Side two kicks in with the penultimate song of the evening’s set, “My Generation.” A run-on compilation played at full blast and jammed full of whatever remaining pent-up feelings of frustration and aggression still lingered inside the four members after playing one full set plus “Tommy” nearly in its entirety. One of the longer recorded versions of the famous Who anthem known to exist, it’s interesting to see how the band stretch out then snap back at attention immediately throughout its 14 minute duration. There are few songs I’ve listened to at top level as consistently as this one, except for “Symptom Of The Universe” and “The Song Remains The Same.” When it starts, it always seems I always have to adjust the volume because it never seems to be quite loud enough. And when it’s over, I’m so drained yet imbued with so much life, I usually just skip “Magic Bus” and either run around looking for something to break, burn off the remaining adrenaline coursing through my body before something gets broken, crouch huddled in the quietest corner of the house to wait for my heart to stop pounding in my throat or just sit there stunned until I just take it back to the top and listen to it all over again. Loud as hell.

This suite of noise wends its supercharged way into the valley of the shadow of Hiwatt through improvisations, passages from “Tommy” with linking instrumentals and cascading crescendos. The Canadian pressing detailed on the record label its seven separate sub-parts within: “My Generation;” “See Me, Feel Me (We're Not Gonna Take It);” “Higher;” “Overbridge,” “Coming Out To Get You;” “Underture” and “Driving Four.” Once “My Generation” proper recedes and the improvisation takes over, it becomes a rollercoaster ride over the highest peaks to the lowest of valleys. Several times Townshend will take his feedback-edged, slash-and-burn power chords with the group down to peruse a gentle mountain stream of a riff alone, and always it’s as if to signal of a calm-before-the-storm before the imminent blaring reentry of the rest of the group. Crescendo after crescendo enter and fall away until the final one that ends “Underture” (a.ka. “Sparks”) makes you think that it's not only the end of the song, but the album and universe as well. But being The Who, after a crescendo like THAT, there’s nothing more to do than follow it up with another one even bigger. After Townshend’s introductory lonesome Gibson SG Special guitar forages in the dark of “blinky... blinky... blinky... BLINK...” like Iommi’s “FX” (only two years before the fact and without the FX) it stops. It repeats again, only a little louder. Then repeats again and uh-oh: the riff has just escalated full tilt with the band falling back in to erupt behind Townshend’s already blaring riffage as the finale, “Driving Four” and wouldn’tyaknowit: a further series of crescendos and a howling guitar feedback vignette ends it all.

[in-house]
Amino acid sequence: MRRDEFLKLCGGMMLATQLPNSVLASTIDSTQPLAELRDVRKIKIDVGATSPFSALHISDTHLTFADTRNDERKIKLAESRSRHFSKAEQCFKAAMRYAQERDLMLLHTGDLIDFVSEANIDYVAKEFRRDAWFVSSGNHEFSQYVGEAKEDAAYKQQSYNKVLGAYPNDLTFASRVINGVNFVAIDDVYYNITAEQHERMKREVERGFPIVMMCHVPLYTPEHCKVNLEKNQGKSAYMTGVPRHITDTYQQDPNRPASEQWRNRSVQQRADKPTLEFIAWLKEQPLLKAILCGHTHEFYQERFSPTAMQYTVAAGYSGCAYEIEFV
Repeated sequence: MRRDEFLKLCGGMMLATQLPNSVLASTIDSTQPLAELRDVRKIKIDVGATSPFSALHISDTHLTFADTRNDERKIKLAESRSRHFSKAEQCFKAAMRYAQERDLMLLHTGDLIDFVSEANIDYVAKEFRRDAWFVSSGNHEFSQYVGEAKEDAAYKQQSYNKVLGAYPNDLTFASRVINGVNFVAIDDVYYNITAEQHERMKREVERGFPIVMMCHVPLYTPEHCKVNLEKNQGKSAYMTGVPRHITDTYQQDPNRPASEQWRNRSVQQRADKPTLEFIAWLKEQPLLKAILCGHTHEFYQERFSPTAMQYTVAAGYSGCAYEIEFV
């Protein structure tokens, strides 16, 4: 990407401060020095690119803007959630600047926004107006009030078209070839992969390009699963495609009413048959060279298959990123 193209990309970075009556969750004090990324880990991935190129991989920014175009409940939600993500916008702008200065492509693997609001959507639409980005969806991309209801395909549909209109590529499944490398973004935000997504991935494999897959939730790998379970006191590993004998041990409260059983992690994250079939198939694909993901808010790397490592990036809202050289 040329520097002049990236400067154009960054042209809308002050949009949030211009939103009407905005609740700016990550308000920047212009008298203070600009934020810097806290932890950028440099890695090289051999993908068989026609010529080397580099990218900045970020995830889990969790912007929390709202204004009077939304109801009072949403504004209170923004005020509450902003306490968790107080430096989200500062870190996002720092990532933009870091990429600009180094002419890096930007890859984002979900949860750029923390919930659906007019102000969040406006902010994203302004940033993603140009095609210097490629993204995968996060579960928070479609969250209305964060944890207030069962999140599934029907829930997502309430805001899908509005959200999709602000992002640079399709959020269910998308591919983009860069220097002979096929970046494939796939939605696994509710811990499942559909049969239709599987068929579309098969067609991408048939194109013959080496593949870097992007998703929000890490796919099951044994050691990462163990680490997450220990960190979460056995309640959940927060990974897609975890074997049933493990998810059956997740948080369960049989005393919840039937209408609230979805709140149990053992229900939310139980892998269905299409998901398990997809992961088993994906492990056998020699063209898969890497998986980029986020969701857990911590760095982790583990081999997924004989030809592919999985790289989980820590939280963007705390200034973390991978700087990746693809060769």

And for those not entirely exhausted, “Magic Bus” completes the album with half an hour of “Humpty Dumpty” bass lines, wood blocks, a “Smokestack Lightnin’” vamp and several more upsurges to flatten even the strongest of dispositions. Incredible.

In his 1969 review of King Crimson’s “In The Court Of The Crimson King,” Townshend stated that ‘that kind of intensity is music not Rock.’ Maybe he was right. But The Who themselves exhibited an intensity that WAS music and WAS nothing but Rock. Good Rock is intense and The Who were the very first group who fashioned so many contradictory elements, initially slipshod inability and fused it with true passion into a searing explosion whose shock waves informed all Rock. They were short on frills, long on kicks and total abandonment. So much so that when things in rock’n’roll get too precious, too full of itself and all limited-edition-of-reproduced-singles-in-a-box-set-of-2,000-with-a-bonus-live-disc I put on “Live At Leeds” loud as hell to blow all that irrelevant stuff out of the water...alongside most of life’s tedium, boredom and fears as it realigns me to the here and the now. And how.